Woman Who Was Molested By Stephen Collins Doesn’t Accept His Apology, So Why Should We?
Last night, actor Stephen Collins sat down with Katie Couric with very red-rimmed eyes while wearing one of Mr. Rogers’ sweaters and tried to convince us that while he admits to being a child molester, he’s not a child molester. Or something along those lines. Whatever the interview was meant to be vs. what it actually was (too little, too late), well, either way it was hard to stomach. And if it was difficult for me to watch Stephen pull out his best acting chops and try to convince us that he’s a victim too (which may very well be true, based on him placing blame on a woman who “repeatedly exposed herself” to him while growing up, that wasn’t the time or place for finger-pointing), I can only imagine how difficult it was for his victims to watch.
One of the little girls Stephen molested, a woman now in her 50s, claims that Stephen was lying about an incident where he admits placing her hand on his genital area for “a minute or less” and did not feel any “gratification.”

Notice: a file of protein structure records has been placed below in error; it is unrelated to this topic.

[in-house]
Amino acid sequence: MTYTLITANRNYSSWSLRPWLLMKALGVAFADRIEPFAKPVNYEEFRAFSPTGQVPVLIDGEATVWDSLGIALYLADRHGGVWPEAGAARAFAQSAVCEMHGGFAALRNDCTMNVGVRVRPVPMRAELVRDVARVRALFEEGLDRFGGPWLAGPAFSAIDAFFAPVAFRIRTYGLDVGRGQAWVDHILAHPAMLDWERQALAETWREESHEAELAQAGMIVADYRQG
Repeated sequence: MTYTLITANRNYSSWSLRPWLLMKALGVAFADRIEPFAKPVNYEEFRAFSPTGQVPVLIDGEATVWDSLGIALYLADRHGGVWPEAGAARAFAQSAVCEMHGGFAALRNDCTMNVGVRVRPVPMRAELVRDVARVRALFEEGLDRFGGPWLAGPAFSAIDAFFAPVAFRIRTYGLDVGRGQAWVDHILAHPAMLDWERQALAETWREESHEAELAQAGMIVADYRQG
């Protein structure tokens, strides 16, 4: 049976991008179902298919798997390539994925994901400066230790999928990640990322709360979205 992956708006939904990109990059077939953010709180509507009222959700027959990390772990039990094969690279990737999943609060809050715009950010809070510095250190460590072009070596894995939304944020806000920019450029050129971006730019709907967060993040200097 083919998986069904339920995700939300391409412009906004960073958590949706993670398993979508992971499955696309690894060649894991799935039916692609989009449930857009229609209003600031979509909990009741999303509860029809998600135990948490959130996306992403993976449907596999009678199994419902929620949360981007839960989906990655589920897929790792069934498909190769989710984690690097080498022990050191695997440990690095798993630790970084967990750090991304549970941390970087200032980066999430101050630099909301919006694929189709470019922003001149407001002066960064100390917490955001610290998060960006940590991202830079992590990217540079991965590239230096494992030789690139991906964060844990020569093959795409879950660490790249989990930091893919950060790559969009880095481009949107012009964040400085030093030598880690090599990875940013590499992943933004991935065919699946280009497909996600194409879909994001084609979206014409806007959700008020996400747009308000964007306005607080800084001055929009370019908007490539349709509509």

“Stephen is minimizing the incident. It was not just a spontaneous touching … that aggression resulted in him ejaculating.”
I don’t know about you, but I’m more likely to believe a woman who has zero things to gain by saying this publicly (she’s also not releasing her name) vs. an actor who has copped to predator-like behavior (news flash, Stephen, it’s because you’re a predator). She’s had to live with the trauma of his abuse for decades now. If she doesn’t feel inclined to forgive him, I certainly don’t. The victim, like many of us, doesn’t believe there are only three victims. Though we’ll probably never know how many there are for sure, it’s certainly a disturbing possibility to consider.
Stephen says he has apologized to one of his victims but not to the other two, based on the counsel of his therapist, for fear that he would “open up old wounds.” Well, this woman (who has not received an apology) thinks he can take his non-apology and shove it. (My words, not hers.)
“Why isn’t he donating any disposable income, beyond what he needs to survive, to a child-abuse charity?”
Great idea. I don’t know who his publicity team is (or his therapist, for that matter), or if he even has one, but that interview and accompanying People magazine essay was probably not the best way to handle this. Shut up, put your money where your mouth is instead, and then go away.